105 thoughts on “Nine Breakthroughs and a Breakdown

  1. BillyJoe “As I said before, there is the truth of the matter, and then there is what you do with that truth.”

    Yes, my bad then, I think I must have missed the bit where you said it before.

  2. Billy Joe – I don’t know what a swifty is, but (maybe) yes.

    Also – what the heck are you doing up? – go to bed!

  3. Jurjen S. says:

    wales wrote:

    Advanced weaponry (thanks to science and technology) has escalated the body count. 9/11 made Dawkins stand up and say “enough” with this dangerous religious stuff. Many felt the same way about science after Hiroshima and Nagasaki.

    It’s highly disputable whether the atom bomb actually increased the body count of World War II, since the bombs did almost certainly force Japan to an earlier surrender than it would otherwise have. Prior to the first test detonation in July 1945, American command staff proposed two options for forcing a Japanese surrender; the Navy staff favored occupying ports in mainland China as staging areas for a combined naval blockade and aerial bombardment campaign, whereas the Army (and CINCPAC, Adm. Nimitz) favored an invasion of the Japanese home islands. An argument against the latter was that the capture of Okinawa had taken a massive toll in American lives: 12,000 soldiers, marines and sailors, with a casualty rate in dead and wounded of 35%. If the invasion of the home islands incurred a similar rate, the capture of the southern third of Kyushu (to serve as a staging area for the subsequent invasion of Honshu) alone would cost the U.S. 268,000 dead and wounded. Honshu would be far worse. The reason the Joint Chiefs of Staff even opted for Operation DOWNFALL (as the plan was code-named) was because, due to the presence of sizable Japanese forces in China, Manchuria and Korea, casualty rates might be little better if the naval blockade were opted for (plus the blockade might take years to achieve the desired effect, if at all).

    In addition to the American body count, there is also the Japanese casualty rate to consider. American losses on Okinawa were mild compared to Japanese troops (70,000 dead) and Okinawan civilians (80,000). With the Japanese Imperial Army staff intending to press every able-bodied Japanese citizen into service, with sharpened bamboo spears or as suicide bombers if necessary, an invasion of the Japanese home islands might have resulted in something in order of a million Japanese deaths (possibly more) as direct casualties, not counting the additional deaths from disease and starvation in the aftermath.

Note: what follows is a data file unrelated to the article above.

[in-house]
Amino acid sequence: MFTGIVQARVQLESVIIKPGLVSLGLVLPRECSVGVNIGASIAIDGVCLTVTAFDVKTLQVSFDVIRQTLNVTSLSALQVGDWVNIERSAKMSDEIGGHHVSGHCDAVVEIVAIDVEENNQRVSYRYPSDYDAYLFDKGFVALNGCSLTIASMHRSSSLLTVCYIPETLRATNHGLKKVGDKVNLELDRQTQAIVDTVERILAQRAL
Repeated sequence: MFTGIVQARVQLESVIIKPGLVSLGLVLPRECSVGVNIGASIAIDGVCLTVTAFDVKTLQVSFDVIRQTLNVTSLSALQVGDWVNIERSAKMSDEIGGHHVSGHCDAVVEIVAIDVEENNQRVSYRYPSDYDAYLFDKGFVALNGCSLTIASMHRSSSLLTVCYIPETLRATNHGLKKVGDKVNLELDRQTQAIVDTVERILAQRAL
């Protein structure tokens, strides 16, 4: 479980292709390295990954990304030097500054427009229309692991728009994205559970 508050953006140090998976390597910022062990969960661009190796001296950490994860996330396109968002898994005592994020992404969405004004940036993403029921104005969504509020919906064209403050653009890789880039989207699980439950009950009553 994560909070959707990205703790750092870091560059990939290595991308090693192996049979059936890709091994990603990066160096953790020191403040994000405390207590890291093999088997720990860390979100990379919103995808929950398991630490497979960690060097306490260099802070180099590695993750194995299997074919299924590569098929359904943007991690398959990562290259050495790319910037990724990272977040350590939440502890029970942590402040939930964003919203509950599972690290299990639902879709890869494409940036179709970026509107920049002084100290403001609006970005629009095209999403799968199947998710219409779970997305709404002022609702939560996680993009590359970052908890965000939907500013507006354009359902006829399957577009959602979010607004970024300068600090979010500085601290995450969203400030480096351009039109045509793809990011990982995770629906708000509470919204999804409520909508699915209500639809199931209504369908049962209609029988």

Then there is also the fact to consider that at the time of the surrender, Japan still occupied a sizable amount of territory in east Asia, where the local populace, as well as PoWs and interned western civilians, continued to die. Every month that Japan did not surrender, there would be more dead.

    There are counter-arguments to this, but it is facile to assert without qualification that the atom bomb caused an increase in the casualties of WWII.

  4. Jurjen S. on the war in the Pacific:
    “Every month that Japan did not surrender, there would be more dead.”

    What would have happened if the Americans had packed their bags and gone home?

    BillyJoe on the Hard Problem:
    “Imagine two identical blocks of wood. … Hope that helped.”


    Steve Novella’s analogy is two computers. They’re both processing away, they both have access to their own information and not the other’s information, and we see no paradox. Why should we see a paradox for ourselves?

    I do, though.

    Thanks for trying.

  5. wales says:

    “it is facile to assert without qualification that the atom bomb caused an increase in the casualties of WWII.”

    That’s not what I said. To clarify, I said that a) the atomic bomb was the single most destructive weapon developed at the time and b) that advanced weaponry during the world wars increased body count over previous historical wars, advanced weaponry including the bomber aircraft of both wars. Even without atomic weaponry military fatalities increased due to advances in technology.

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